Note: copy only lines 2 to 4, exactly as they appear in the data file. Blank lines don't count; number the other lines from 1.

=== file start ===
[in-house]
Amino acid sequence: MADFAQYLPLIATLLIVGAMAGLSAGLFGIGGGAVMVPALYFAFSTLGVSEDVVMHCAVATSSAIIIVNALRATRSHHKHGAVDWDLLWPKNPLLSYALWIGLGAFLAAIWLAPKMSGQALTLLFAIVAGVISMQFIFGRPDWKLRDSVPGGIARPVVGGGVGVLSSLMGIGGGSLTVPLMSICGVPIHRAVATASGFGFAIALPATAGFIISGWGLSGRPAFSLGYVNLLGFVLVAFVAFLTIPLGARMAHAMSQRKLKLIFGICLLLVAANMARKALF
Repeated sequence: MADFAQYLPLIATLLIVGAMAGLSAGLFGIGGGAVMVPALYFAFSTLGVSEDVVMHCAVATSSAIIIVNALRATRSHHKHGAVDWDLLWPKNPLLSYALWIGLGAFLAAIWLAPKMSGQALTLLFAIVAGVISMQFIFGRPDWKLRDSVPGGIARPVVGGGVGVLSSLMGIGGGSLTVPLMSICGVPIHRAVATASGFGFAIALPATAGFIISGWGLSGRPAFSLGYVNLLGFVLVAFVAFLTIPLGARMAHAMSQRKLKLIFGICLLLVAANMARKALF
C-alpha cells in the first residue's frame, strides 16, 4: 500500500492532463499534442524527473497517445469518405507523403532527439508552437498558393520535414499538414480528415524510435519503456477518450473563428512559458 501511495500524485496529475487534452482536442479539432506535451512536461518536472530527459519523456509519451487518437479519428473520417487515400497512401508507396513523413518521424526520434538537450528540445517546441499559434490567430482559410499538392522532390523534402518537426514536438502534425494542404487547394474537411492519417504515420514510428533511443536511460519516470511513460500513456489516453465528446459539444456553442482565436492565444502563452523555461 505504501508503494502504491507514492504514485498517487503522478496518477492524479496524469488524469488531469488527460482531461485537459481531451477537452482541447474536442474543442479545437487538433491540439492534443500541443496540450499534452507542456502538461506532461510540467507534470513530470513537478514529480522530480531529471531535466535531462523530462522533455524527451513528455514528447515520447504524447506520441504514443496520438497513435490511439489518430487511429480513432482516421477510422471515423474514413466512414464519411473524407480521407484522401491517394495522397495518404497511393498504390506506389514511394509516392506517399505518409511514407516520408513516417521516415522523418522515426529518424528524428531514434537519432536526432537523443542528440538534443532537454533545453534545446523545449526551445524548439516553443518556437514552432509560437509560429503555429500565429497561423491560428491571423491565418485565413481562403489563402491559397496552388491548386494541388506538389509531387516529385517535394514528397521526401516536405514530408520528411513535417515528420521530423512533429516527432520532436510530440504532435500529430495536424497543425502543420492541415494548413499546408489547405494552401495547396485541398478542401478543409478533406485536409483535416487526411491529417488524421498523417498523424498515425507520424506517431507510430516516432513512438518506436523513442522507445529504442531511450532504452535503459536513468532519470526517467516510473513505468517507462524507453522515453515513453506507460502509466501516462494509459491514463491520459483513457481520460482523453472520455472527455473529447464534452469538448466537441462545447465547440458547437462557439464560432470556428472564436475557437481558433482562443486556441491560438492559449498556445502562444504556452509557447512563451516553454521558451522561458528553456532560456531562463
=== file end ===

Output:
Amino acid sequence: MADFAQYLPLIATLLIVGAMAGLSAGLFGIGGGAVMVPALYFAFSTLGVSEDVVMHCAVATSSAIIIVNALRATRSHHKHGAVDWDLLWPKNPLLSYALWIGLGAFLAAIWLAPKMSGQALTLLFAIVAGVISMQFIFGRPDWKLRDSVPGGIARPVVGGGVGVLSSLMGIGGGSLTVPLMSICGVPIHRAVATASGFGFAIALPATAGFIISGWGLSGRPAFSLGYVNLLGFVLVAFVAFLTIPLGARMAHAMSQRKLKLIFGICLLLVAANMARKALF
Repeated sequence: MADFAQYLPLIATLLIVGAMAGLSAGLFGIGGGAVMVPALYFAFSTLGVSEDVVMHCAVATSSAIIIVNALRATRSHHKHGAVDWDLLWPKNPLLSYALWIGLGAFLAAIWLAPKMSGQALTLLFAIVAGVISMQFIFGRPDWKLRDSVPGGIARPVVGGGVGVLSSLMGIGGGSLTVPLMSICGVPIHRAVATASGFGFAIALPATAGFIISGWGLSGRPAFSLGYVNLLGFVLVAFVAFLTIPLGARMAHAMSQRKLKLIFGICLLLVAANMARKALF
C-alpha cells in the first residue's frame, strides 16, 4: 500500500492532463499534442524527473497517445469518405507523403532527439508552437498558393520535414499538414480528415524510435519503456477518450473563428512559458 501511495500524485496529475487534452482536442479539432506535451512536461518536472530527459519523456509519451487518437479519428473520417487515400497512401508507396513523413518521424526520434538537450528540445517546441499559434490567430482559410499538392522532390523534402518537426514536438502534425494542404487547394474537411492519417504515420514510428533511443536511460519516470511513460500513456489516453465528446459539444456553442482565436492565444502563452523555461 505504501508503494502504491507514492504514485498517487503522478496518477492524479496524469488524469488531469488527460482531461485537459481531451477537452482541447474536442474543442479545437487538433491540439492534443500541443496540450499534452507542456502538461506532461510540467507534470513530470513537478514529480522530480531529471531535466535531462523530462522533455524527451513528455514528447515520447504524447506520441504514443496520438497513435490511439489518430487511429480513432482516421477510422471515423474514413466512414464519411473524407480521407484522401491517394495522397495518404497511393498504390506506389514511394509516392506517399505518409511514407516520408513516417521516415522523418522515426529518424528524428531514434537519432536526432537523443542528440538534443532537454533545453534545446523545449526551445524548439516553443518556437514552432509560437509560429503555429500565429497561423491560428491571423491565418485565413481562403489563402491559397496552388491548386494541388506538389509531387516529385517535394514528397521526401516536405514530408520528411513535417515528420521530423512533429516527432520532436510530440504532435500529430495536424497543425502543420492541415494548413499546408489547405494552401495547396485541398478542401478543409478533406485536409483535416487526411491529417488524421498523417498523424498515425507520424506517431507510430516516432513512438518506436523513442522507445529504442531511450532504452535503459536513468532519470526517467516510473513505468517507462524507453522515453515513453506507460502509466501516462494509459491514463491520459483513457481520460482523453472520455472527455473529447464534452469538448466537441462545447465547440458547437462557439464560432470556428472564436475557437481558433482562443486556441491560438492559449498556445502562444504556452509557447512563451516553454521558451522561458528553456532560456531562463